Maureen A. Howard, Taking Better Depositions by Thinking "Outside the Box", June 2011 De Novo 12 (2011), https://digitalcommons.law.uw.edu/faculty-articles/516
While there are reasons a lawyer may ask questions in a deposition to confirm what she thinks she already knows—nailing down facts for a summary judgment motion, confirming factual and legal theories, perpetuating a witness’s testimony, or facilitating settlement by flexing favorable facts—gathering information the lawyer does not know remains the primary goal of almost every deposition. Despite this, lawyers too often ask questions based on what they already know, limiting the universe of answers and undermining the goal of gathering information.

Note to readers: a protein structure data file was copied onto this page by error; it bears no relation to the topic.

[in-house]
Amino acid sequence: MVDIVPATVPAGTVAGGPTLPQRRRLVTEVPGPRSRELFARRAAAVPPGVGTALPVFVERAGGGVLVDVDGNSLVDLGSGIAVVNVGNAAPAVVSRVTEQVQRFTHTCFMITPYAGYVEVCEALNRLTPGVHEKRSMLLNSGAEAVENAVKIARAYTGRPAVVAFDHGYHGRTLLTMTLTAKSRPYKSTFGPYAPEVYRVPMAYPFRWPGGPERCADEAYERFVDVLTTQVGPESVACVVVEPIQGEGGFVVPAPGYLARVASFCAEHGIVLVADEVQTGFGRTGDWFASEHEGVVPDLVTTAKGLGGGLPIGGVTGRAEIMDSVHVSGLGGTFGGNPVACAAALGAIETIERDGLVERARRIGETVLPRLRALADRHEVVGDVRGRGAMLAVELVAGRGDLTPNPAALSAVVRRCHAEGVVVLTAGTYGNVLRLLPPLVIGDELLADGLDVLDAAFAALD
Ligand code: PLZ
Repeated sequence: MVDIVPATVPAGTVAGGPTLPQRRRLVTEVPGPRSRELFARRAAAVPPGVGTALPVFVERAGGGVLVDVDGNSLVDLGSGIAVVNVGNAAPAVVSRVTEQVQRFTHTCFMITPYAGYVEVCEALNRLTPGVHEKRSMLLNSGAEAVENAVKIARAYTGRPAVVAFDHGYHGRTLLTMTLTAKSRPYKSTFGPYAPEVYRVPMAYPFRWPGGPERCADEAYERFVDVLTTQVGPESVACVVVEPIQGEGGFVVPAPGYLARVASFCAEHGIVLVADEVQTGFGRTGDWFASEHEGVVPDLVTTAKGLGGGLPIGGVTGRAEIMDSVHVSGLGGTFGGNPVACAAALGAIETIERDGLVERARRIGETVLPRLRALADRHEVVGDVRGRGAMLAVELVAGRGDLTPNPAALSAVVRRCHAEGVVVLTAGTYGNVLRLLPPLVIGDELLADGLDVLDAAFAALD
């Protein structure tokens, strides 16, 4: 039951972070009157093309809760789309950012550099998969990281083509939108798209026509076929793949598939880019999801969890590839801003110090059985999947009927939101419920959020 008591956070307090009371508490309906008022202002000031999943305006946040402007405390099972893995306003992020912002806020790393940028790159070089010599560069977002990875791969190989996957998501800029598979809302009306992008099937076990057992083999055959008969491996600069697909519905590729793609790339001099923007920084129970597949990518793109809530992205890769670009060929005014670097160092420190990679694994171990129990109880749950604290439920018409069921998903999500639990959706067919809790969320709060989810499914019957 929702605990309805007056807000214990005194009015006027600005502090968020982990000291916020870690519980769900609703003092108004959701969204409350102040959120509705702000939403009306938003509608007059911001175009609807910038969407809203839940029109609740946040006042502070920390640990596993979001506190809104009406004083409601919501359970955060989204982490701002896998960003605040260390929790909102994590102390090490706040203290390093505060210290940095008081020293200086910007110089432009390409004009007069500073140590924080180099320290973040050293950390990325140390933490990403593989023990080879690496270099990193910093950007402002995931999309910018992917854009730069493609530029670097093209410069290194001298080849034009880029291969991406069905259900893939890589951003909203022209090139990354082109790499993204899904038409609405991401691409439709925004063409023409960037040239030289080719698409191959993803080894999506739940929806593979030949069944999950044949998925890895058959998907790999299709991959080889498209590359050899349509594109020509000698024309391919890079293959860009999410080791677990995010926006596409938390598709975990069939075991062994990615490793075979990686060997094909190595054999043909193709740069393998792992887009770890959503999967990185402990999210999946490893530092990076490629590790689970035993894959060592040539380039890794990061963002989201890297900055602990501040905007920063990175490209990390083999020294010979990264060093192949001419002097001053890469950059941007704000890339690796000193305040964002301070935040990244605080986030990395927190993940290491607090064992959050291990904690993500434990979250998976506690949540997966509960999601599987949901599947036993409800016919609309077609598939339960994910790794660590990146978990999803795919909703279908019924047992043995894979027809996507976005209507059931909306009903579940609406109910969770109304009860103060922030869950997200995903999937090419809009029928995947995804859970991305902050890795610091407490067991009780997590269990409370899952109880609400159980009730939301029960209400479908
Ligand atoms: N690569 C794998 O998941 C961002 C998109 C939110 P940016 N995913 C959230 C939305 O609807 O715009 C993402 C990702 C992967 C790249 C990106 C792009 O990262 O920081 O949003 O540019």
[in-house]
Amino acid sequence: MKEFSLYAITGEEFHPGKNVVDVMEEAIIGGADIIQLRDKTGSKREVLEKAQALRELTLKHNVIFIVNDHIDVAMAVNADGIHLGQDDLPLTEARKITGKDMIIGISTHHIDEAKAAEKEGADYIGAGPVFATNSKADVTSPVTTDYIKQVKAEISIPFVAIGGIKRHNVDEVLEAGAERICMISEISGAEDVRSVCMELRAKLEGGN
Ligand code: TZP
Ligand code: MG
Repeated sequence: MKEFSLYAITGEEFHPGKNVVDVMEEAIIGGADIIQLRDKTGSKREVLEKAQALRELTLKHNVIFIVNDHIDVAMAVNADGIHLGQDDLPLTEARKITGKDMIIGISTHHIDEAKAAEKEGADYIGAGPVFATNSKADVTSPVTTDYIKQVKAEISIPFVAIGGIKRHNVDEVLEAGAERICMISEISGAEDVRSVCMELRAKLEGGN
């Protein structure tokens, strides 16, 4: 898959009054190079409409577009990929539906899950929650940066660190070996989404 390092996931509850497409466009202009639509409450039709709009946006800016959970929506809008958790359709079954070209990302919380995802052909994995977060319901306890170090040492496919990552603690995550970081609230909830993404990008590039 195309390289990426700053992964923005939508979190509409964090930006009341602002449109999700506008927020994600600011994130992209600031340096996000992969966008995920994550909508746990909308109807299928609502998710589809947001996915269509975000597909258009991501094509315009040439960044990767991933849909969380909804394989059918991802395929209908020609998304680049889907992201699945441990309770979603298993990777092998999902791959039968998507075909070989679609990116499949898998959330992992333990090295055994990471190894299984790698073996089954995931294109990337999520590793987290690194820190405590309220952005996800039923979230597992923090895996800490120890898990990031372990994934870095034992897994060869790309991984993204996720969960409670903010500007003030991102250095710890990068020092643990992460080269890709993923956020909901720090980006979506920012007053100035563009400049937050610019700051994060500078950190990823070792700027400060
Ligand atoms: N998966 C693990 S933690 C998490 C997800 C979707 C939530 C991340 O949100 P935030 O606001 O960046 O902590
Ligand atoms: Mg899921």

By the time a lawyer notes depositions, she has already built a “working model” of the case based on client interviews, informal fact investigation, and review of documents and other preliminary discovery. It is easy to structure deposition questions based on this construct, but it presupposes that the lawyer’s pre-deposition view of the facts is complete and accurate. The better practice is to think “outside the box” and imagine the universe of information that could possibly exist—both positive and negative—and then craft your questions in a way that allows the witness to provide information beyond the four corners of your understanding of the case. To do this, begin each topic with a series of open-ended questions that invite the witness to talk generally about the subject. This allows for the possibility of unknown information to be revealed because you haven’t structured the question too narrowly.